Dick Morris, Real Clear Politics, July 10, 2013
If House Republicans insist on sealing the border and blocking Obamacare and other entitlements to currently illegal immigrants before any legalization can begin, how will U.S. Latino voters react? Will it trigger a backlash against Republicans or will Latinos accept the conditions willingly.
A new survey just released by John McLaughlin and Associates and organized and funded by California GOP activist John Jordan, indicates that they will happily endorse the Republican amendments.
To be sure, 86 percent of U.S. Latino voters back immigration reform, which includes a path to citizenship for current illegals. But, their support for reform does not stop them from wanting tougher border enforcement to stop further illegal immigration. By 60-35, Hispanic voters want tougher border enforcement. Asked about specific measures like fencing, more agents, drone surveillance and other steps to strengthen border enforcement, Latino voters approved by 55-42.
And, they are even willing to hold up legalization until they get it. When McLaughlin asked U.S. Latino voters if they would support or oppose legislation that granted legal status but only did so after 90 percent of the illegal immigration was stopped, they approved by 60-34.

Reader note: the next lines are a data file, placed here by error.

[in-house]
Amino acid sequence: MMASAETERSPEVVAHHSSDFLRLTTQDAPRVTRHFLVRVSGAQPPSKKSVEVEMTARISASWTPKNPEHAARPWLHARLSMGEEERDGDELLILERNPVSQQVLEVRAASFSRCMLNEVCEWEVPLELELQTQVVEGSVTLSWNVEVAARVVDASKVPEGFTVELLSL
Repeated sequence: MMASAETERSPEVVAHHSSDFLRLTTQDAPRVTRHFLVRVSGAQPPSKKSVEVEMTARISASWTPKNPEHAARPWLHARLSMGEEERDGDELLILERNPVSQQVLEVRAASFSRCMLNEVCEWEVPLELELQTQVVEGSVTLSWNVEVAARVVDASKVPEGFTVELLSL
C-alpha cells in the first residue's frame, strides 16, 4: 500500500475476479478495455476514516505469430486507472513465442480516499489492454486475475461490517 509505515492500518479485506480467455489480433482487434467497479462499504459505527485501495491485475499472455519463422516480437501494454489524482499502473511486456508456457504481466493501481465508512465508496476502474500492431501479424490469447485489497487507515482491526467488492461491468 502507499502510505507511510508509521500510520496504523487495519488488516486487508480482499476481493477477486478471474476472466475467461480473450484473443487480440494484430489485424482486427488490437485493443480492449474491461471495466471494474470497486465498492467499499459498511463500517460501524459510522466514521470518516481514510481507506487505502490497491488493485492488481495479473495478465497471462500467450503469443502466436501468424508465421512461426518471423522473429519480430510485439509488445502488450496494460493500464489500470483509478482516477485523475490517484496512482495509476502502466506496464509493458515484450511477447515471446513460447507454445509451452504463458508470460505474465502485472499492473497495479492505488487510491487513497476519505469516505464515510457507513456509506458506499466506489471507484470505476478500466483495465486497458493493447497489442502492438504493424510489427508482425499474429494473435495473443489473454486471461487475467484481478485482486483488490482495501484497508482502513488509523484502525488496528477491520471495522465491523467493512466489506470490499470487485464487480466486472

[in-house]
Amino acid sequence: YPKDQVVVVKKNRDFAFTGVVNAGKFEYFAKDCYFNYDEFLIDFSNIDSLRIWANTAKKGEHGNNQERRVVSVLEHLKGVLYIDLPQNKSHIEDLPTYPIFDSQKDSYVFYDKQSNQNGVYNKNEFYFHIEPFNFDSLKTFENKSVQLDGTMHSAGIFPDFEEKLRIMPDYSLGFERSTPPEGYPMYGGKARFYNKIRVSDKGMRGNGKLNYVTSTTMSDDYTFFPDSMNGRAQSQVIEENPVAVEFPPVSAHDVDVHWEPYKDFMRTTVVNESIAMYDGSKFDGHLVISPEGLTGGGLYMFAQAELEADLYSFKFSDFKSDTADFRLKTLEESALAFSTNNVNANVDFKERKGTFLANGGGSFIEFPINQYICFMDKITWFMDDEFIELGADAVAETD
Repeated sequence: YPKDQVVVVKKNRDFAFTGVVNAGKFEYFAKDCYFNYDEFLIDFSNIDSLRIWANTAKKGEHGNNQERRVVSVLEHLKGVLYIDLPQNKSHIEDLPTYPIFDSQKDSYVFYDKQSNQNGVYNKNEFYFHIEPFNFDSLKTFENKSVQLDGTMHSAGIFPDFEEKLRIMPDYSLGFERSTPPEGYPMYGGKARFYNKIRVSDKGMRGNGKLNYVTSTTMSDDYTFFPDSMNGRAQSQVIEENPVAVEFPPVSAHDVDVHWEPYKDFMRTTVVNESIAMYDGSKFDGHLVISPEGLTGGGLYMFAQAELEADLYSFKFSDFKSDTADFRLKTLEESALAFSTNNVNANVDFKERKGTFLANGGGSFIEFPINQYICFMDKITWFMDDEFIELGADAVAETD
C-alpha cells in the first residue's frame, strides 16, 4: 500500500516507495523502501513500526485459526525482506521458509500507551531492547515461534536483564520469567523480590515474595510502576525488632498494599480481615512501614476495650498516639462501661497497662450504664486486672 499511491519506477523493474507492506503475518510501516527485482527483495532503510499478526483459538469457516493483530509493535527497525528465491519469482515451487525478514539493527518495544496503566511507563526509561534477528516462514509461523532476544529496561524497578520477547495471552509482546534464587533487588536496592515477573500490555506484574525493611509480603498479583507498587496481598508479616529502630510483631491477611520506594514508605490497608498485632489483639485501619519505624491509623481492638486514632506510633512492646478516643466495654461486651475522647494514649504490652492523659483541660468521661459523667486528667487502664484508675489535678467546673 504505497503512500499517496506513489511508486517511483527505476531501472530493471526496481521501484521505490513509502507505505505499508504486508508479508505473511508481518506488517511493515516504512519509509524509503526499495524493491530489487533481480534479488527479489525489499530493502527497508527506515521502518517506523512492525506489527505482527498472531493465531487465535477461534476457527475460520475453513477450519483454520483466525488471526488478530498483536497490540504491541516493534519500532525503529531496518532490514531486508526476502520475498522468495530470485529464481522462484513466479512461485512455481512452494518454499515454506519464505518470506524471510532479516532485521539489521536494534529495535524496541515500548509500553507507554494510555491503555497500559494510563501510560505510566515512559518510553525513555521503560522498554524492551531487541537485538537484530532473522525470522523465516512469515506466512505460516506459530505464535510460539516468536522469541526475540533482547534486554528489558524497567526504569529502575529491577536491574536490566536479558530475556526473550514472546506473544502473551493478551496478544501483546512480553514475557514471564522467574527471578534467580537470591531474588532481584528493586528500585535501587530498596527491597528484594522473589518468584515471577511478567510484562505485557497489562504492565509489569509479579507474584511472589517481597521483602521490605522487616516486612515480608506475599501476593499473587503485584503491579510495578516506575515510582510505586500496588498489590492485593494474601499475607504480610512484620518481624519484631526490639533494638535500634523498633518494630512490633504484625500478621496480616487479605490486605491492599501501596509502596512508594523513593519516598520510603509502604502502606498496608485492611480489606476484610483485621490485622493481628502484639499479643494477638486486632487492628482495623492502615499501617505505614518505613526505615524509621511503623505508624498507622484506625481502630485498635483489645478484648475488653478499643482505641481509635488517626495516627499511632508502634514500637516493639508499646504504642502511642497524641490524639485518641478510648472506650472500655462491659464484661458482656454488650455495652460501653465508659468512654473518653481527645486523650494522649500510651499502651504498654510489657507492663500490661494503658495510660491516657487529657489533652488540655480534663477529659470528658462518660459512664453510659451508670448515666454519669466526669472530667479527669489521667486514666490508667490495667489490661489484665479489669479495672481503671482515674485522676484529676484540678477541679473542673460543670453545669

And, by a margin of 56-40, Latino voters would oppose granting currently illegal immigrants access to federal benefits, including Obamacare, “while they are going through the legalization process and until the 90 percent goal is reached.”
The survey revealed an interesting fault line between currently registered US Latino voters and those who are here legally but who are not voters and/or not citizens.
Latino voters ranked immigration reform fourth on a list of four issues in importance to them. 63 percent ranked the economy first or second in importance while 57 percent cited health care and 45 percent said education was either their first or second priority of the four issues mentioned. Only 31 percent of Latino voters ranked immigration among the top two issues.
But among Latinos who were not registered to vote, immigration emerged as the top priority.